BOHR: -- "Once again he is struggling towards the lifebuoy."


II: the extended reflection on the events in Act One's importance. (Pp. 55-94)

Science as it affects the lives and the society it touches.

Duality of empirical inner history versus the affective, outer history.

Bohr's complementarity and Heisenberg's indeterminacy principles.

Three actors:

Bohr (Electron), -- husband, quantum physicist

Margrethe (Neutron), -- wife of Bohr; reality principle

Heisenberg (Proton) -- student 15 years Bohr's junior, son-like


climax: -- the turning point of the dramatic dialogue. BOHR: "Why didn't you do the calculation?"

(79-81 & 84-85)

Heisenberg: "I shatter the objective universe around you."

(p. 68)

dénouement: (86) --

Heisenberg: "All we possess is the present and the present endlessly dissolves into the past."

(p. 86)

Heisenberg: "We should need a strange new quantum ethics"

p. 92.



Aristotle's insistence that plays and poetry instruct us; possessing a didactic quality. Plato's insistence that there is more than meets the eye to the structure of heaven and earth. The didactic quality of an inherent tragedy when knowledge & experience clash. An inherent uncertainty on more than one level of experience. A systematic limitation cannot be circumvented (99)

The duality of knowing anything with any degree of certainty. The indeterminate character of history & human recall:

Not knowing ourselves. Not being capable of others sensing us. Not being capable of doing and thinking simultaneously. Not understanding simple motives and motivation generally.

Not witnessing what occurs without altering the observation.

A confusion of science with technical capacity to achieve the desired outcome. Confusing a means (fission reactor) with an end in itself (a fission implosion device).The Faustian Bargain struck by chemists and physicists in 1930s

(88) :Does one have the moral right to work?(89)

What had happened if Bohr would have asked "Why?"(90-91) the moral ambiguity of one who knows and acts on incompleteness:

personally -- Christian's accidental death.

socially -- the escape of Danish Jews by the resistance.

scientific -- research & formulations that allow technology.

Skiing as a metaphor, is more important than you may realize. (24-28)

The personal knowledge that allows Margrethe (the play's conscience and narrator) to explain that "you didn't understand the physics." (79)


Postscript: "a tangle of interconnected alleys" is how Max Born described quantum mechanics. (96)


What did Germany know and when did it know it?

WMD's : a little knowledge is a deranged thing.


MARGRETHE: -- "the great darkness in the human soul was flooding out." (p. 96)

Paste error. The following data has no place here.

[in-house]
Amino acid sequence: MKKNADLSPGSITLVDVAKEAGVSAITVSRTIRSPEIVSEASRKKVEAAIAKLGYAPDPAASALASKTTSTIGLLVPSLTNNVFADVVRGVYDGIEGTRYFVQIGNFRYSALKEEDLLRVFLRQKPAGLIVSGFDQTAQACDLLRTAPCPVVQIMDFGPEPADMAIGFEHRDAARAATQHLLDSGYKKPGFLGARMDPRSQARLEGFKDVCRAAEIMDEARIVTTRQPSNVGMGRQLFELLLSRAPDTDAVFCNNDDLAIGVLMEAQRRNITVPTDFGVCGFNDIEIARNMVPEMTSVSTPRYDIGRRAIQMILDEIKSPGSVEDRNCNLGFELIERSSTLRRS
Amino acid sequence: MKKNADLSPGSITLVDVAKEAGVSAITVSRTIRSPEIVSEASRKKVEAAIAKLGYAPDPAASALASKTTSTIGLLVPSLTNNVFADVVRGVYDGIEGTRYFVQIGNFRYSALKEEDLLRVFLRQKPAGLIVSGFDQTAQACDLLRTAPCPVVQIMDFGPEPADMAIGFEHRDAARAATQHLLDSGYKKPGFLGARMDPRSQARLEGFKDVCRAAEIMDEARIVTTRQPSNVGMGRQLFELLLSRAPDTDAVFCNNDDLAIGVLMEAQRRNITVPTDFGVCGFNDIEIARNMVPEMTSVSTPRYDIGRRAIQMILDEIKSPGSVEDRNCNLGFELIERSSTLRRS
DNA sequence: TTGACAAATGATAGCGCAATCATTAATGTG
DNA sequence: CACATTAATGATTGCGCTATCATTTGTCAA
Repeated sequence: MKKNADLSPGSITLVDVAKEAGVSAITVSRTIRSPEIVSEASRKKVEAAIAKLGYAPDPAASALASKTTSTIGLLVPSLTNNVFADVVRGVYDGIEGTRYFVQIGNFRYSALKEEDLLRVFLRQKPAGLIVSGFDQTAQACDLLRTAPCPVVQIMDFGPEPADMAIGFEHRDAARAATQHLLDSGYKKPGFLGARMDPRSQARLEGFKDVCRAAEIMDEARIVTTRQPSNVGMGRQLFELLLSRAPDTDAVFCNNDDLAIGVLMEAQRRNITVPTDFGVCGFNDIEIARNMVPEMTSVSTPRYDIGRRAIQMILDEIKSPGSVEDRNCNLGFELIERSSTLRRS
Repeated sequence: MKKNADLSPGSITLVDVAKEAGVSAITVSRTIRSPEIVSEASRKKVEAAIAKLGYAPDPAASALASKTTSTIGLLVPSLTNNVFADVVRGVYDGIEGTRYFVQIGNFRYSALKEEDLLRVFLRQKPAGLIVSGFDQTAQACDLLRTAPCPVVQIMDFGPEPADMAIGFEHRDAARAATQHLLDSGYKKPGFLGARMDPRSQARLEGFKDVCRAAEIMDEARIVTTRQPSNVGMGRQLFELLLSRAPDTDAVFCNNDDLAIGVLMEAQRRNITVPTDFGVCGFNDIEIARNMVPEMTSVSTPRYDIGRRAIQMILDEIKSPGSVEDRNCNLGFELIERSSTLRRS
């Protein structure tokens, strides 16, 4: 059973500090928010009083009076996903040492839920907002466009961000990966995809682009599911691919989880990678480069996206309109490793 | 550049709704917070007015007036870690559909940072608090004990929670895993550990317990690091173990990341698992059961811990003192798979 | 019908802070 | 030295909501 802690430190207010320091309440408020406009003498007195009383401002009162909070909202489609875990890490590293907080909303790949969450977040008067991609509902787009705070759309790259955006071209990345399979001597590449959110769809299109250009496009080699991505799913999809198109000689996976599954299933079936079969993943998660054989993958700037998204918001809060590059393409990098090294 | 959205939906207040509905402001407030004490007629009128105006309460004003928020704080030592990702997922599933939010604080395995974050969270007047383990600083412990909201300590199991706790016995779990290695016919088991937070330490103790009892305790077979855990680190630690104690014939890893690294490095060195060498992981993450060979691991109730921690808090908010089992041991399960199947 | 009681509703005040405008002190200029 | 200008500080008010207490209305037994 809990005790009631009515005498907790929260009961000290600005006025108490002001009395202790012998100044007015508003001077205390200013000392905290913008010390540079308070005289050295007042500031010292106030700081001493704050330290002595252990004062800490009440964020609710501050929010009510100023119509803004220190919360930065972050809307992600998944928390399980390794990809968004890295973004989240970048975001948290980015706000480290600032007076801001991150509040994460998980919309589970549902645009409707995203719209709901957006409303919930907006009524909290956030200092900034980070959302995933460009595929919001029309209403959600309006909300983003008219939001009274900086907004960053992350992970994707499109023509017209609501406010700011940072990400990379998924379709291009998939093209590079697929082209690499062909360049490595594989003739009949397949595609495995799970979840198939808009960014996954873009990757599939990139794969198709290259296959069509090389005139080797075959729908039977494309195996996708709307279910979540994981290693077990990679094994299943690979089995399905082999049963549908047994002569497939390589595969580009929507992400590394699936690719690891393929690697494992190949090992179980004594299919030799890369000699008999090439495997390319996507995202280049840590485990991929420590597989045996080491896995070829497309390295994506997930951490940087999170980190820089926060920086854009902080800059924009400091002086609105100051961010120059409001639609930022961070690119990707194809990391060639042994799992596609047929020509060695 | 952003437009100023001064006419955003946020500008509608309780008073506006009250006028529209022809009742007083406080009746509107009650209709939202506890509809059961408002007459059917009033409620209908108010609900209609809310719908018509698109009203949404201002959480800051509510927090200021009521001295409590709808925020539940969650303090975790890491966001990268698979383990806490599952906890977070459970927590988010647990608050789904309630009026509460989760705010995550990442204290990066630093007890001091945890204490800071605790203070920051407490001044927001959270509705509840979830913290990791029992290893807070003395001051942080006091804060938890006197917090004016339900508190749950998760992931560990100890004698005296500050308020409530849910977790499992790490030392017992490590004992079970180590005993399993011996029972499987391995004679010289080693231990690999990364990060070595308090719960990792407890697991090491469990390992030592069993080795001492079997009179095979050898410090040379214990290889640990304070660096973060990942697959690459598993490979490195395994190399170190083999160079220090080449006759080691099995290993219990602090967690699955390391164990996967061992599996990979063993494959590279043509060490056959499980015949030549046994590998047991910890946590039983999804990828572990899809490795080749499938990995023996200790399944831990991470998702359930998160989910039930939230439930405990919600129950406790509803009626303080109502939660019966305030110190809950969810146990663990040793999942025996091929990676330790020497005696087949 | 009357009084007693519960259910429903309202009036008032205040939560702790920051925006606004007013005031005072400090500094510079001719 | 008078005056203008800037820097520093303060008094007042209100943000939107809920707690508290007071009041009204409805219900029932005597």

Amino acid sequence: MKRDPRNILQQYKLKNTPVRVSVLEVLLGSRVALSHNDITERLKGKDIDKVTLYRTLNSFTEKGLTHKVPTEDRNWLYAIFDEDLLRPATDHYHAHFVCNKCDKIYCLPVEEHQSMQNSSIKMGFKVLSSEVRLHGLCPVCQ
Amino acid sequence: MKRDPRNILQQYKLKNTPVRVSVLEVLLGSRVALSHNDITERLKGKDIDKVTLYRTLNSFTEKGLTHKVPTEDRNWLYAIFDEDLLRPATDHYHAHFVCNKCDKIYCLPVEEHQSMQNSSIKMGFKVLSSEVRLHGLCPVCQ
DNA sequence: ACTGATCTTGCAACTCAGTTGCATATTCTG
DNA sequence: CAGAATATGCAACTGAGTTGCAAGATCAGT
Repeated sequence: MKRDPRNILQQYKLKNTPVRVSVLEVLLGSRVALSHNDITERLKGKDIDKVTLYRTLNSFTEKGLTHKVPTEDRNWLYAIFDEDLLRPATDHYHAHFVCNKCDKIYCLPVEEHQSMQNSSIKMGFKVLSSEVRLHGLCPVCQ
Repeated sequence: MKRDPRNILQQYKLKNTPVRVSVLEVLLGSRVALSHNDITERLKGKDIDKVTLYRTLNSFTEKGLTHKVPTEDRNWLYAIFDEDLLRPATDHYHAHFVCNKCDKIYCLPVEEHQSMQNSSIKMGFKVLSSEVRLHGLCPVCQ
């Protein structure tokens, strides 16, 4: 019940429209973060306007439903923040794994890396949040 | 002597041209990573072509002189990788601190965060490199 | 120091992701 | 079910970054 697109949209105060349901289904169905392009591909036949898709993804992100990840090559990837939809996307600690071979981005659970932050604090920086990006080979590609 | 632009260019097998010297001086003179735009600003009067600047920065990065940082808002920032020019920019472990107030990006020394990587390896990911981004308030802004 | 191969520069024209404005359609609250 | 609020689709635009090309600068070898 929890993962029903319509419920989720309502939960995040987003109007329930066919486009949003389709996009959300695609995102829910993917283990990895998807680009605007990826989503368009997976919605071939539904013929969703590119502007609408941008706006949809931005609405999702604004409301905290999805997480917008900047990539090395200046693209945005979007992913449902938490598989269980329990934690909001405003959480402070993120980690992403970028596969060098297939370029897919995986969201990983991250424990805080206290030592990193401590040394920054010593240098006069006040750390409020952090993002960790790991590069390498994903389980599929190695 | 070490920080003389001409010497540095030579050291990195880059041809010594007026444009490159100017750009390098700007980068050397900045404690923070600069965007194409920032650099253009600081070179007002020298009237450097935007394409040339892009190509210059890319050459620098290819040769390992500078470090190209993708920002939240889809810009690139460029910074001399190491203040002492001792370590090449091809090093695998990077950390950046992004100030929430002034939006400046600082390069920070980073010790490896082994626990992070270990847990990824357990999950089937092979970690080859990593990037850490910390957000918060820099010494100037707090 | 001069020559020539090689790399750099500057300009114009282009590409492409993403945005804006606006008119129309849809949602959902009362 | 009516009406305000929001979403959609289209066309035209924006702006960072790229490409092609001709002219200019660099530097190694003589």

"The evidence is confused and contradictory and making any sense of it involves balancing probabilities and possibilities almost as indeterminable as Heisenberg found events inside the atom."

Frayn, p. 112.

Could Germany have done so?

Frayn's answer is possibly (128-29),

I (Siry) think not.

Isotope (U235 [< 10%] from U238 [90%] ) separation and the mathematics to guide the costly refinement process is hard. From January to April 1945, US produced only several pounds of 90% or weapons grade U235 from two enormously costly ($ 250 K each) sites in Oak Ridge, Tenn. & Hanford, Washington.120 lbs. give or take (56 kg) a few grams of "critical mass" is a necessary, but not sufficient, ingredient for any fission implosion device.

1/3 of Germany's best and brightest scientists fled the continent from the Nazi's who banished them from research and teaching schools after 1934.

The year 1945

Lawrence Badash, Scientists and the Development of Nuclear Weapons. (New Jersey: Humanities Press International, 1995). pp. 23-24, 27-54.


The lead up to the discovery of fission Lise Meitner. In 1934, Enrico Fermi produced radioactive isotopes by neutron bombardment, coming to a puzzle only with uranium. There were several products; were any of them transuranic elements? Meitner drew Hahn and also Fritz Strassmann into a new collaboration to probe the possibilities. By 1938, the puzzle had only grown.


What did they talk about on that 1941 evening? The letter from Bohr to Heisenberg, circa 1957.

Master of Liberal Studies: Milestones of Modern Science, J. Siry, Ph.D.

Lightquantum "Fiat Lux: the role of light in redefining 20th century physics," last lecture/discussion 2006.

What are atoms?

Ruth Moore. Niels Bohr: The Man, His Science, and The World They Changed. Cambridge, Mass.: MIT Press, 1985 [1966]. Fission pp. 248-285, Heisenberg's wartime visit to Copenhagen, pp. 290-294.